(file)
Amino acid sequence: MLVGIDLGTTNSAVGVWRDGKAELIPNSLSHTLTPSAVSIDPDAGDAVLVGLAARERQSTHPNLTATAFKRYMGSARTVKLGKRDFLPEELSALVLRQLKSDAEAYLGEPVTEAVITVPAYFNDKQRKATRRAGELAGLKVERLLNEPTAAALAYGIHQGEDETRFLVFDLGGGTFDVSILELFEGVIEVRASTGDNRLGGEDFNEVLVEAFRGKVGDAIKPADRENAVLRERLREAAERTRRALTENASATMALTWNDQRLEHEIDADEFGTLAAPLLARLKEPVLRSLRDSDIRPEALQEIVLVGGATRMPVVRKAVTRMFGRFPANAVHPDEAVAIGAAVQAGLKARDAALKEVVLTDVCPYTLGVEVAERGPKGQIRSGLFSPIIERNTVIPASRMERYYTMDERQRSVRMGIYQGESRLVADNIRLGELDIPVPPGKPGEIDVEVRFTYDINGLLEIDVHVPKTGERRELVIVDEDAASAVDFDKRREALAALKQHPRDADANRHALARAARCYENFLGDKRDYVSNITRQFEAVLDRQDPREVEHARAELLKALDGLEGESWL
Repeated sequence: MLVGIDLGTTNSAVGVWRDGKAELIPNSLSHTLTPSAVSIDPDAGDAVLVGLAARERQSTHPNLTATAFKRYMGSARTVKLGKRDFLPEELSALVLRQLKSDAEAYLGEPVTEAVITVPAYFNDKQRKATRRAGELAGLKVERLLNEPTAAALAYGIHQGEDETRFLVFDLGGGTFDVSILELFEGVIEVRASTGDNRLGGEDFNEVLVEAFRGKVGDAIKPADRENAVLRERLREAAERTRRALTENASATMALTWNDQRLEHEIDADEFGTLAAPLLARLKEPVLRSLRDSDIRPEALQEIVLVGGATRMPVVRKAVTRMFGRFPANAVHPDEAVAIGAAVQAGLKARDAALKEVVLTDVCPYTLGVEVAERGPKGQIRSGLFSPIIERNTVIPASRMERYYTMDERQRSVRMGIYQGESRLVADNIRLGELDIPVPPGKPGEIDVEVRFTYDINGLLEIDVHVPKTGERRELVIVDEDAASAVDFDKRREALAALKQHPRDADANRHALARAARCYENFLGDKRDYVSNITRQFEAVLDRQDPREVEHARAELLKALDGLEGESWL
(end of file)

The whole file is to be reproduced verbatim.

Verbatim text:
Amino acid sequence: MLVGIDLGTTNSAVGVWRDGKAELIPNSLSHTLTPSAVSIDPDAGDAVLVGLAARERQSTHPNLTATAFKRYMGSARTVKLGKRDFLPEELSALVLRQLKSDAEAYLGEPVTEAVITVPAYFNDKQRKATRRAGELAGLKVERLLNEPTAAALAYGIHQGEDETRFLVFDLGGGTFDVSILELFEGVIEVRASTGDNRLGGEDFNEVLVEAFRGKVGDAIKPADRENAVLRERLREAAERTRRALTENASATMALTWNDQRLEHEIDADEFGTLAAPLLARLKEPVLRSLRDSDIRPEALQEIVLVGGATRMPVVRKAVTRMFGRFPANAVHPDEAVAIGAAVQAGLKARDAALKEVVLTDVCPYTLGVEVAERGPKGQIRSGLFSPIIERNTVIPASRMERYYTMDERQRSVRMGIYQGESRLVADNIRLGELDIPVPPGKPGEIDVEVRFTYDINGLLEIDVHVPKTGERRELVIVDEDAASAVDFDKRREALAALKQHPRDADANRHALARAARCYENFLGDKRDYVSNITRQFEAVLDRQDPREVEHARAELLKALDGLEGESWL
Repeated sequence: MLVGIDLGTTNSAVGVWRDGKAELIPNSLSHTLTPSAVSIDPDAGDAVLVGLAARERQSTHPNLTATAFKRYMGSARTVKLGKRDFLPEELSALVLRQLKSDAEAYLGEPVTEAVITVPAYFNDKQRKATRRAGELAGLKVERLLNEPTAAALAYGIHQGEDETRFLVFDLGGGTFDVSILELFEGVIEVRASTGDNRLGGEDFNEVLVEAFRGKVGDAIKPADRENAVLRERLREAAERTRRALTENASATMALTWNDQRLEHEIDADEFGTLAAPLLARLKEPVLRSLRDSDIRPEALQEIVLVGGATRMPVVRKAVTRMFGRFPANAVHPDEAVAIGAAVQAGLKARDAALKEVVLTDVCPYTLGVEVAERGPKGQIRSGLFSPIIERNTVIPASRMERYYTMDERQRSVRMGIYQGESRLVADNIRLGELDIPVPPGKPGEIDVEVRFTYDINGLLEIDVHVPKTGERRELVIVDEDAASAVDFDKRREALAALKQHPRDADANRHALARAARCYENFLGDKRDYVSNITRQFEAVLDRQDPREVEHARAELLKALDGLEGESWL